Anything you feel 3.x did better than Pathfinder?


Pathfinder First Edition General Discussion

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Aaron Bitman wrote:


* Damage Reduction. In 3.0, you just needed a sword +1. In 3.5 and PFRPG, you need to carry a golf bag of weapons, like a silver weapon for lycanthropes, cold iron weapons for fey, and who knows what else.

Overcoming DR

DR Type Weapon Enhancement
Bonus Equivalent
Cold iron / silver +3
Adamantine* +4
Alignment-based +5


DrDeth wrote:
ultimatepunch wrote:
SheepishEidolon wrote:
ultimatepunch wrote:
I don't like at will cantrips. Especially with Detect Magic and Light.
I find it good that a low level caster can do at least something magical all day. Detect Magic and Light are situationally powerful, but then look at what other party members can do at level 1..

It has zero to do with game balance. I almost exclusively run hex crawls and dungeons. Infinite light spells mostly eliminates the need to cary torches. Infinite Detect magic takes away interesting decisions from the players. I always run games where resource management matters.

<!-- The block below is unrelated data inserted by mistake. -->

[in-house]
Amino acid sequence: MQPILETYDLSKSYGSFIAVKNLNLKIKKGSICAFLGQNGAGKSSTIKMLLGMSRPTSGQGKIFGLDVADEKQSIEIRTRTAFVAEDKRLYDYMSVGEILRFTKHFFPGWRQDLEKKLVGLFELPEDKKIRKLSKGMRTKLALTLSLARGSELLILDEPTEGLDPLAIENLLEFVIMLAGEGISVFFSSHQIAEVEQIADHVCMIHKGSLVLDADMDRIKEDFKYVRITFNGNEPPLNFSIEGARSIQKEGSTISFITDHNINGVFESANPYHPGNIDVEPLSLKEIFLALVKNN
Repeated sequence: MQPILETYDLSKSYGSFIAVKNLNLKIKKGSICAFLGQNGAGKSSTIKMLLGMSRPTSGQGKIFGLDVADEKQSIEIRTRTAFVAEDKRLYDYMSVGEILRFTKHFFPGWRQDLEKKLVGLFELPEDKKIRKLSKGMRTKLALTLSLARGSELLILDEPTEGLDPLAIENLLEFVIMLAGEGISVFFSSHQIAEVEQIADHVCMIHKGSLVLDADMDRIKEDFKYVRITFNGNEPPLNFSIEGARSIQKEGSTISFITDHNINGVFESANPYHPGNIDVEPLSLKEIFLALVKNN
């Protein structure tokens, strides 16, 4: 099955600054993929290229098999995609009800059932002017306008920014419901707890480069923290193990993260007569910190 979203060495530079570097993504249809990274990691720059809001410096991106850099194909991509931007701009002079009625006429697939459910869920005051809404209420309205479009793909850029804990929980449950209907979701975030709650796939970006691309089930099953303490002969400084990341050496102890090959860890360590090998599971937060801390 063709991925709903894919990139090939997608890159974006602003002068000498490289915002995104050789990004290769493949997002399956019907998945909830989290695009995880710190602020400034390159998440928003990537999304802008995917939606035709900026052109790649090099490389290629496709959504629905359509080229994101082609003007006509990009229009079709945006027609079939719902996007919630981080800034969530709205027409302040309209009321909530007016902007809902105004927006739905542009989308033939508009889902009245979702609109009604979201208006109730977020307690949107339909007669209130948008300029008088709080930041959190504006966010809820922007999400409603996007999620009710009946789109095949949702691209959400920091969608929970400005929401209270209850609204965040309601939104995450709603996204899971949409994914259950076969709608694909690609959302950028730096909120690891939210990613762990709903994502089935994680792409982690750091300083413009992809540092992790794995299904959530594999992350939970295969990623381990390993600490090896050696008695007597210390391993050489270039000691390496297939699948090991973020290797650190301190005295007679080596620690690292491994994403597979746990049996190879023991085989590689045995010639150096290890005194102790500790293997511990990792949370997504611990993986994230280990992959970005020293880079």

A Everburning torch does the same thing.

You are correct. But it is easier to say there are no Everburning torches for sale than it is to change certain cantrips to first level spells.


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DrDeth wrote:
Aaron Bitman wrote:


* Damage Reduction. In 3.0, you just needed a sword +1. In 3.5 and PFRPG, you need to carry a golf bag of weapons, like a silver weapon for lycanthropes, cold iron weapons for fey, and who knows what else.

Overcoming DR

DR Type Weapon Enhancement
Bonus Equivalent
Cold iron / silver +3
Adamantine* +4
Alignment-based +5

Honestly, I dislike +Xs overcoming DR. It already does bonus damage and a bonus to hit, that rule just makes special materials completely redundant for anything else than arrows and makes DR useless at high levels.

Paizo Employee Customer Service Manager